|Publication number||US3459834 A|
|Publication date||Aug 5, 1969|
|Filing date||Sep 21, 1966|
|Priority date||Feb 15, 1965|
|Also published as||US3458391|
|Publication number||US 3459834 A, US 3459834A, US-A-3459834, US3459834 A, US3459834A|
|Inventors||Joseph Michael Schmitt|
|Original Assignee||American Cyanamid Co|
|Export Citation||BiBTeX, EndNote, RefMan|
|Patent Citations (5), Referenced by (56), Classifications (15)|
|External Links: USPTO, USPTO Assignment, Espacenet|
J. M. SCHMITT Aug. 5, 1969 TRANSPARENT MOLDING COMPOSITIONS COMPRISING METHACRYLATE INVENTOR. JOSEPH MICHAEL SCHM/TT a M/f/ A 7' TORNE Y 3,459,834 TRANSPARENT MOLDING COMPOSITIONS COMPRISING METHACRYLATE POLYMERS BLENDED WITH A MINOR AMOUNT OF POLY(VINYLIDENE FLUORIDE) Joseph Michael Schmitt, Ridgefield, Cnn., assignor to American Cyanamid Company, Stamford, Conn., a corporation of Maine Continuation-impart of application Ser. No. 432,839,
Feb. 15, 1965. This application Sept. 21, 1966, Ser.
Int. Cl. C08f 37/18 U.S. Cl. 260-898 10 Claims ABSTRACT OF THE DISCLOSURE Compositions of matter having physical properties superior to those of the compositions of the prior art and composed of a blend of from about 65 to about 95% of a methyl methacrylate or ethyl methacrylate polymer and from about to about 35% of poly(vinylidene fluoride) are disclosed.
This application is a continuation-in-part of my earlier copending application Ser. No. 432,839, filed Feb. 15, 1965, and now abandoned.
Patents directed to compositions produced by physically blending various polymers with one another have been prevalent in the prior art. For example, US. Patent No. 3,253,060 discloses physical blends of methyl methacrylate polymers with poly(vinylidene fluoride). The blends contain up to 50% of the poly(vinylidene fluoride), hereinafter sometimes called PVDF. Poly(methyl methacrylate) per se is noted for its water-white color and its excellent transparency, i.e. light transmission. PVDF, on the other hand, is noted for its elasticity and toughness.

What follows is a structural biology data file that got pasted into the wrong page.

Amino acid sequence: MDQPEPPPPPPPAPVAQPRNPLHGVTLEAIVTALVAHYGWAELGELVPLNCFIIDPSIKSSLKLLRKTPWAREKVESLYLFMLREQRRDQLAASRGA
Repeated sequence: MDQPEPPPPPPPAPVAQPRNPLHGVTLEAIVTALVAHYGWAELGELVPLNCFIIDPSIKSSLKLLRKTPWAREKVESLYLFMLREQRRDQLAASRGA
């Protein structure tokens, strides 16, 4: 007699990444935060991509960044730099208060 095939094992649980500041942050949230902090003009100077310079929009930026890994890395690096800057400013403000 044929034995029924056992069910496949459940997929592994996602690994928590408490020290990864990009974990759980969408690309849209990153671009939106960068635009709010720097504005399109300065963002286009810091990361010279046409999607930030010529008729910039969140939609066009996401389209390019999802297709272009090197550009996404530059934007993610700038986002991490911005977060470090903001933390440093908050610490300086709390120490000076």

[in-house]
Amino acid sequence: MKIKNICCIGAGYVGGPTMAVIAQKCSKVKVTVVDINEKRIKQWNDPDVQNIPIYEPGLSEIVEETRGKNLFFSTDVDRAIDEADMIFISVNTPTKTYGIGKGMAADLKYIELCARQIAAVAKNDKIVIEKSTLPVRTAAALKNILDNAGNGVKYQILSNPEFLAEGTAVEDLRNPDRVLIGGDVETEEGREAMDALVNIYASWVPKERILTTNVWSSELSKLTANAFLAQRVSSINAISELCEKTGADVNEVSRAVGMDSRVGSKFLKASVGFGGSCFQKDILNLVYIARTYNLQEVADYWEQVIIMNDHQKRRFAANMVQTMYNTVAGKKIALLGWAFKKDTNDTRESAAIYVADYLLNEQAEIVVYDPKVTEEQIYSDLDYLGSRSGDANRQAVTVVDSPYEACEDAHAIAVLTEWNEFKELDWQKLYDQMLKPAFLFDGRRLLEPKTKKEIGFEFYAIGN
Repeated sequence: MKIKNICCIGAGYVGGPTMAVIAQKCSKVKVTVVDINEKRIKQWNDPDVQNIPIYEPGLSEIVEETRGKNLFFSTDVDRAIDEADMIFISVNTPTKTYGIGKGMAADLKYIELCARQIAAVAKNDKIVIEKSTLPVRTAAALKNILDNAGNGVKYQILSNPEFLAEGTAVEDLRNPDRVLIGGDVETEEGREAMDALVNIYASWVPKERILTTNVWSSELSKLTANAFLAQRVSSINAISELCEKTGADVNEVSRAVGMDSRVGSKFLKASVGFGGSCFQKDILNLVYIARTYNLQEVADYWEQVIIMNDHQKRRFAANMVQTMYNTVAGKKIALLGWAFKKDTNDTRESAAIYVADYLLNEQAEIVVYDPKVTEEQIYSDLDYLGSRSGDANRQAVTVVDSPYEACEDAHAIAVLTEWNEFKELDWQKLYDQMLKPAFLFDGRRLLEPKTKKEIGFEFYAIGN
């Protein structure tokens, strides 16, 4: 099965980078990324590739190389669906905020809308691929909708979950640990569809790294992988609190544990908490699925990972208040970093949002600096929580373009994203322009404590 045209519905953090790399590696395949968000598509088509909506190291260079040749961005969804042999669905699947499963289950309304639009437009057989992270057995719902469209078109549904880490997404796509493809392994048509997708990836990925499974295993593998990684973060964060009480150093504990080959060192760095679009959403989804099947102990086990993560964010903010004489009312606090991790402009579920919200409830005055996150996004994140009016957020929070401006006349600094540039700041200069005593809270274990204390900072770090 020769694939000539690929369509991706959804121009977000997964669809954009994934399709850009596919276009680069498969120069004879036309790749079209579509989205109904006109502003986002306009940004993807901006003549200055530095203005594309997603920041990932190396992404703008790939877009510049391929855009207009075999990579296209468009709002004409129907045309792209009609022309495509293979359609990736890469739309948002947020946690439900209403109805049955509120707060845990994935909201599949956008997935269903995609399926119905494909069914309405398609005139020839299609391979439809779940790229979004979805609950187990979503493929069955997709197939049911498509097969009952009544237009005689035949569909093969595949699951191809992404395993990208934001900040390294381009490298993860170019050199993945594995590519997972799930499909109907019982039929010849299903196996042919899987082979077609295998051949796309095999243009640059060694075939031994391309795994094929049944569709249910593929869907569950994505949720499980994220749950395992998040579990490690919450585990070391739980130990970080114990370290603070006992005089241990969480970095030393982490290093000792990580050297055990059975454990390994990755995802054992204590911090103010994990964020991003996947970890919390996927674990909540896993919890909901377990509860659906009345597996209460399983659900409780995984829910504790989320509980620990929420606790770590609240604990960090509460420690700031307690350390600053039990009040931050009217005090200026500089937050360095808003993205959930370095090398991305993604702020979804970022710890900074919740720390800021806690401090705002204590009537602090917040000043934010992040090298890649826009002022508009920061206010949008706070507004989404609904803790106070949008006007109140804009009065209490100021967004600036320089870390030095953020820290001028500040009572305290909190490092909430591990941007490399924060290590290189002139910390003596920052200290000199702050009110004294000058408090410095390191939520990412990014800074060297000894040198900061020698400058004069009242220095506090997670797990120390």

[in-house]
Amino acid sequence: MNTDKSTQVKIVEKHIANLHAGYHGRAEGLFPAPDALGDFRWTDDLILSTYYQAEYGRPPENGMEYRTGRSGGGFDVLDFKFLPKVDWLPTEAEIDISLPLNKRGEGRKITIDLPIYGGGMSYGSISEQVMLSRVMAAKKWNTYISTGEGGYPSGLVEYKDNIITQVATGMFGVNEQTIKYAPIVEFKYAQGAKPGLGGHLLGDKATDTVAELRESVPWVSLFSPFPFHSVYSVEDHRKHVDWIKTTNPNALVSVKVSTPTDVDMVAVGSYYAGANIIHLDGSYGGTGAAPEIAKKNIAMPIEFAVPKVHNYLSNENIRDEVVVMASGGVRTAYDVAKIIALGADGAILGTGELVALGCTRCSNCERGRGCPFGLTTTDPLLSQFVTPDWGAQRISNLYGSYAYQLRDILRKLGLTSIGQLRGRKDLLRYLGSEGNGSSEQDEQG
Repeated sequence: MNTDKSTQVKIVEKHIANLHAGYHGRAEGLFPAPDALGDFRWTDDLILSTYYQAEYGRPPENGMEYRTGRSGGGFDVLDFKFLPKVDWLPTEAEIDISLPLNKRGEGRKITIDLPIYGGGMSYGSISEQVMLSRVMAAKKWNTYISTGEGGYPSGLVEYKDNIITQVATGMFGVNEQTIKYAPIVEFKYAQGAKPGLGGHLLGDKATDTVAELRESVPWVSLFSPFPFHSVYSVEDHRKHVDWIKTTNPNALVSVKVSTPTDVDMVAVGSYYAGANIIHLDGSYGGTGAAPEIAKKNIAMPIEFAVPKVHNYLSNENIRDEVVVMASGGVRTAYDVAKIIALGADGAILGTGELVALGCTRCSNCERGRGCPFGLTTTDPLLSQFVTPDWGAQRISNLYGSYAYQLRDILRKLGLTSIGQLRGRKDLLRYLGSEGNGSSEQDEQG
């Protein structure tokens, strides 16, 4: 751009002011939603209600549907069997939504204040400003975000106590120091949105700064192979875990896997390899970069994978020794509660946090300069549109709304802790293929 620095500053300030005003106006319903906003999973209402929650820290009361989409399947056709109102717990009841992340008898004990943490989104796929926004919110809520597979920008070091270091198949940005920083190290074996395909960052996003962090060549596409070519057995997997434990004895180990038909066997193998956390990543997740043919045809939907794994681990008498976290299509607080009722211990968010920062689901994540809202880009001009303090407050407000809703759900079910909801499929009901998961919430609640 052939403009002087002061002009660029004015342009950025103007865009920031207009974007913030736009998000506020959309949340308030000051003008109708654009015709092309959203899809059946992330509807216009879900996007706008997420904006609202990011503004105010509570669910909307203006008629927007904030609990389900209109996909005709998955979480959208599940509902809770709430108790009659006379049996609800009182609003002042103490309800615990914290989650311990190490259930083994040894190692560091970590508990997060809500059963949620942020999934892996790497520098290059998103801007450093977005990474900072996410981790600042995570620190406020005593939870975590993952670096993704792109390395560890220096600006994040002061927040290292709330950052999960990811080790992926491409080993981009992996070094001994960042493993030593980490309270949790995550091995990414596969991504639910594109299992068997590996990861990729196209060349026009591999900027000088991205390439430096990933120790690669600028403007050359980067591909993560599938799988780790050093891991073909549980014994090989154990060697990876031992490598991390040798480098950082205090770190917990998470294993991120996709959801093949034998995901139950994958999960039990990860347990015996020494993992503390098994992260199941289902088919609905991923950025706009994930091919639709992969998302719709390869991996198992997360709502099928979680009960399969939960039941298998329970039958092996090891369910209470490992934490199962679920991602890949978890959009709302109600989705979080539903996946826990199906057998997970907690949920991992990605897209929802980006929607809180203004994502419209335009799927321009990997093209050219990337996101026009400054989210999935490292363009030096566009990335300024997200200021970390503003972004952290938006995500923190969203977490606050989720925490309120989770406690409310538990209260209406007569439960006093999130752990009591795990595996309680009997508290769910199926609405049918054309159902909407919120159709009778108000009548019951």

Normally one would expect that blends of these two polymers would have properties that run linearly, that is, a 50/50 blend would have half the properties of each polymer. Generally, I have found that this is the case, however, I have now found that polymers of methyl methacrylate or ethyl methacrylate can be physically blended with from about 5% to about 35% of PVDF to give compositions which possess unexpected properties. That is to say, I have found that methyl methacrylate polymers, such as poly(methyl methacrylate), or ethyl methacrylate polymers, such as poly(ethyl methacrylate) can be blended with PVDF to produce compositions which not only possess the toughness and elasticity of PVDF but also are unexpectedly transparent, i.e. have excellent light transmission. This combination of properties advantageously permits usage of said compositions in applications where analogous compositions are ineffective.
It is, therefore, an object of the present invention to provide novel compositions of matter.
It is a further object of the present invention to provide novel compositions of matter composed of a blend of a polymer of methyl or ethyl methacrylate and PVDF.
Itis a further object of the present invention to provide novel compositions of matter composed of a physical blend of from about 65% to about 95%, by weight, of a polymer of methyl or ethyl methacrylate and from about 5% to about 35%, by weight, based on the total weight of the composition, of poly(vinylidene fluoride).